In January, just a few short weeks after COP28, business and policy leaders met again at the World Economic Forum (WEF) in Davos, Switzerland. While climate was not the headline in Davos, these disparate global summits do share a big-picture takeaway – an emerging symbiosis that’s impossible to ignore.
It’s this: climate action needs the private sector – no other funding source is adequate to make the transition happen fast and broadly enough – and the private sector needs climate action, or its investments risk being overwhelmed by the escalating threats climate change poses to the global economy at large and to companies’ bottom lines.
And despite the myriad other concerns in C-suites around the world – from simmering global conflicts to concerns about AI – business leaders report they recognize the economic threats from climate change will only get worse.
This year, extreme weather, which is clearly exacerbated by climate change, was rated the world’s number one global threat in the much-heralded WEF Global Risks Perception Survey, which canvasses experts across academia, business, government, and civil society on current and future threats. More concerningly, threats directly tied to climate change – including ecosystem collapse and natural resources shortages – were listed as the top four threats in 10 years. Involuntary migration, which is also being aggravated by climate change, was number seven on that list.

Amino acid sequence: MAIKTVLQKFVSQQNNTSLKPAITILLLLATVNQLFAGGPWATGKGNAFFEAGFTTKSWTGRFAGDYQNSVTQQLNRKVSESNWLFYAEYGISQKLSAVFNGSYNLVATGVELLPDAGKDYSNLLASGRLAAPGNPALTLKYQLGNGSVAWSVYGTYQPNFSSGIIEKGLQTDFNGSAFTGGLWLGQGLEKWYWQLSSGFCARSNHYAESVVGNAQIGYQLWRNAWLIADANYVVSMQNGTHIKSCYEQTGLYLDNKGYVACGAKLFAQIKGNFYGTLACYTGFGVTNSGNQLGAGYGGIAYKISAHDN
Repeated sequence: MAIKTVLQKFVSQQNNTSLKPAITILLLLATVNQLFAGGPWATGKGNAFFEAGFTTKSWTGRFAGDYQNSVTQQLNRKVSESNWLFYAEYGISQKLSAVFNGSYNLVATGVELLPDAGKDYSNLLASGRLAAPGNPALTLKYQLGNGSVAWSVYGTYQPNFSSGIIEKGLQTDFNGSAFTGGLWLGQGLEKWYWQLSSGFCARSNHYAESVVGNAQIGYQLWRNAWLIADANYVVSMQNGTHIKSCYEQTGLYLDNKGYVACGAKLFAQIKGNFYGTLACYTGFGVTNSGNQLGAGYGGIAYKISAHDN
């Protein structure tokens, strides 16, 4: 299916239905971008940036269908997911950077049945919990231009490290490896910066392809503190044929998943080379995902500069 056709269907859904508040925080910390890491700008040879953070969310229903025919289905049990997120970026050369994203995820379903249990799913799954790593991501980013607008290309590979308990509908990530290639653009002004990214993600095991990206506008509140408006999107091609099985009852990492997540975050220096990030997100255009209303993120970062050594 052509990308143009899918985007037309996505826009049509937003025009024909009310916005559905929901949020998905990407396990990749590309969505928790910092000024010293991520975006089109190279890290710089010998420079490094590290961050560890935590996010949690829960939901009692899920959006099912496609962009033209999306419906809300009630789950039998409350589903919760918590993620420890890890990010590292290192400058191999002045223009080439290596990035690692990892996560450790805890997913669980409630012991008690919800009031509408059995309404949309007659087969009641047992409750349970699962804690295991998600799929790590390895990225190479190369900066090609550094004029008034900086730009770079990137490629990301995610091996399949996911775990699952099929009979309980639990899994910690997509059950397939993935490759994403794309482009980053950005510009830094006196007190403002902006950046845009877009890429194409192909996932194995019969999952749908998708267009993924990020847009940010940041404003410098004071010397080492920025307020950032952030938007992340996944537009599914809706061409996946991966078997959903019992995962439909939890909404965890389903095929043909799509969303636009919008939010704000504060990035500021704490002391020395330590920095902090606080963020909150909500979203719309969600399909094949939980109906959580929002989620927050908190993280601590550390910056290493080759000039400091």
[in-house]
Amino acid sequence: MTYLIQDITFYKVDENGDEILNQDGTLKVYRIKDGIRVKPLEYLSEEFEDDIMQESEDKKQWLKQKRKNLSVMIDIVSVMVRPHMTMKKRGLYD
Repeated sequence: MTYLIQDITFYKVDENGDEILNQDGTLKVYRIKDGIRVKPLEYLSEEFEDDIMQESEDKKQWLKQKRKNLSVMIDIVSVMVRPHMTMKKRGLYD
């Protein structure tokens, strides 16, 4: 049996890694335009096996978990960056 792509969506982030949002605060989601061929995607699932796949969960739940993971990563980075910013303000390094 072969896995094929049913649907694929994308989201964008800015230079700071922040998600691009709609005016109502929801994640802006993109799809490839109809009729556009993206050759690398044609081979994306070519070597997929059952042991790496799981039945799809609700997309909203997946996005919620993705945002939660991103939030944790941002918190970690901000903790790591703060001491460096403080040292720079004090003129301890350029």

In a perverse way, this is good news. It means the economic reality of climate change – that it can impoverish us in the short term and overwhelm economies and destroy global stability for the long term – is finally being recognized by some of the world’s most powerful capitalists.
That recognition can be an important catalyst for action. And with society increasingly calling on business to prevent escalating climate change, this symbiotic relationship will only grow stronger.
Business and climate action. Could this be the dynamic duo that changes our future?
The C-Change Conversations Team
“We will only reach net zero if we do it together. Which is why I have found it heartening to see in recent years a marked increase in sustainability leaders attending Davos, and environmental issues more prominent on the WEF agenda. Five years ago, climate change and nature represented one-third of the discussions at Davos. Today, it’s two-thirds.”
– Lorena Dellagiovanna, senior vice president and executive officer, group chief sustainability officer, CDEIO at Hitachi Ltd.
News of Hope
Last year, the U.S. economy grew robustly while emissions decreased, proving we can have strong economic growth while also decarbonizing. Carbon emissions dropped 1.9% as coal-fired electricity dropped to its lowest level in 50 years, replaced by both natural gas and renewables. This decoupling of economic growth and emissions growth is anticipated to accelerate as the incentives from the Inflation Reduction Act elevate cleaner sources of energy.